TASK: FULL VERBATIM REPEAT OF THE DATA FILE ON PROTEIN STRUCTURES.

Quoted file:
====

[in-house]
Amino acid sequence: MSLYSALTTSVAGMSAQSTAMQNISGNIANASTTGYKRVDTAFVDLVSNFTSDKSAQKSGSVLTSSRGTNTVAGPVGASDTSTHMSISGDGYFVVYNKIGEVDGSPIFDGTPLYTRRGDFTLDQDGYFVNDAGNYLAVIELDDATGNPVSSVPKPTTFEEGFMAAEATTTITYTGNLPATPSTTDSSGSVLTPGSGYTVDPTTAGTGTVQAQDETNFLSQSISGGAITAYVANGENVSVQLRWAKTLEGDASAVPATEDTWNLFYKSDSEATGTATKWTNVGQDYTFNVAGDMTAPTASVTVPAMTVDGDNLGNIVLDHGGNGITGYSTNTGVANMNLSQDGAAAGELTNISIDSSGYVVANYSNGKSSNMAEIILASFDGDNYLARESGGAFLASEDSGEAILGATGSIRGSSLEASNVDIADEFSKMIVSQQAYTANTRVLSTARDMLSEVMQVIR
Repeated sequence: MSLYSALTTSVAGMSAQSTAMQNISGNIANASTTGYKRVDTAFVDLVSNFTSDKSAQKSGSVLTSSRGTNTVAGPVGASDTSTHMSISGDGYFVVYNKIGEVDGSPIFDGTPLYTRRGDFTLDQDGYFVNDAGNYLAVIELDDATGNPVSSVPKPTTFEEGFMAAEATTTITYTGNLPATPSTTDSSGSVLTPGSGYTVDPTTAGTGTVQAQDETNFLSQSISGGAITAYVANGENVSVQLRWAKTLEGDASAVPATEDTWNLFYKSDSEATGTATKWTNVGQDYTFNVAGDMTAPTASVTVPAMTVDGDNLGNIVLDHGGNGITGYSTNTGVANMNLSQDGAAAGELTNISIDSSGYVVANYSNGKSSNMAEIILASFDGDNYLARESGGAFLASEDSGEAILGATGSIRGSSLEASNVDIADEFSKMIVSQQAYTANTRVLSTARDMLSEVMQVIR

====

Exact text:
[in-house]
Amino acid sequence: MSLYSALTTSVAGMSAQSTAMQNISGNIANASTTGYKRVDTAFVDLVSNFTSDKSAQKSGSVLTSSRGTNTVAGPVGASDTSTHMSISGDGYFVVYNKIGEVDGSPIFDGTPLYTRRGDFTLDQDGYFVNDAGNYLAVIELDDATGNPVSSVPKPTTFEEGFMAAEATTTITYTGNLPATPSTTDSSGSVLTPGSGYTVDPTTAGTGTVQAQDETNFLSQSISGGAITAYVANGENVSVQLRWAKTLEGDASAVPATEDTWNLFYKSDSEATGTATKWTNVGQDYTFNVAGDMTAPTASVTVPAMTVDGDNLGNIVLDHGGNGITGYSTNTGVANMNLSQDGAAAGELTNISIDSSGYVVANYSNGKSSNMAEIILASFDGDNYLARESGGAFLASEDSGEAILGATGSIRGSSLEASNVDIADEFSKMIVSQQAYTANTRVLSTARDMLSEVMQVIR
Repeated sequence: MSLYSALTTSVAGMSAQSTAMQNISGNIANASTTGYKRVDTAFVDLVSNFTSDKSAQKSGSVLTSSRGTNTVAGPVGASDTSTHMSISGDGYFVVYNKIGEVDGSPIFDGTPLYTRRGDFTLDQDGYFVNDAGNYLAVIELDDATGNPVSSVPKPTTFEEGFMAAEATTTITYTGNLPATPSTTDSSGSVLTPGSGYTVDPTTAGTGTVQAQDETNFLSQSISGGAITAYVANGENVSVQLRWAKTLEGDASAVPATEDTWNLFYKSDSEATGTATKWTNVGQDYTFNVAGDMTAPTASVTVPAMTVDGDNLGNIVLDHGGNGITGYSTNTGVANMNLSQDGAAAGELTNISIDSSGYVVANYSNGKSSNMAEIILASFDGDNYLARESGGAFLASEDSGEAILGATGSIRGSSLEASNVDIADEFSKMIVSQQAYTANTRVLSTARDMLSEVMQVIR